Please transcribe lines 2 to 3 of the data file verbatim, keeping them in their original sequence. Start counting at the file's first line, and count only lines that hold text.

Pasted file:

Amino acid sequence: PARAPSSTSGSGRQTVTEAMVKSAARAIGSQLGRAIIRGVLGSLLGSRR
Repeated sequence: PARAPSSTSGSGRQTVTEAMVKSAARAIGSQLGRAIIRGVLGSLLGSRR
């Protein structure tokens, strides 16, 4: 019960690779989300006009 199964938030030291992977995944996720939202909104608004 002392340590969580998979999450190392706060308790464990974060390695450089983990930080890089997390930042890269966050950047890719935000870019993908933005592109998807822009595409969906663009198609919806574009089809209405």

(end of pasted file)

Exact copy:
Repeated sequence: PARAPSSTSGSGRQTVTEAMVKSAARAIGSQLGRAIIRGVLGSLLGSRR
């Protein structure tokens, strides 16, 4: 019960690779989300006009 199964938030030291992977995944996720939202909104608004 002392340590969580998979999450190392706060308790464990974060390695450089983990930080890089997390930042890269966050950047890719935000870019993908933005592109998807822009595409969906663009198609919806574009089809209405």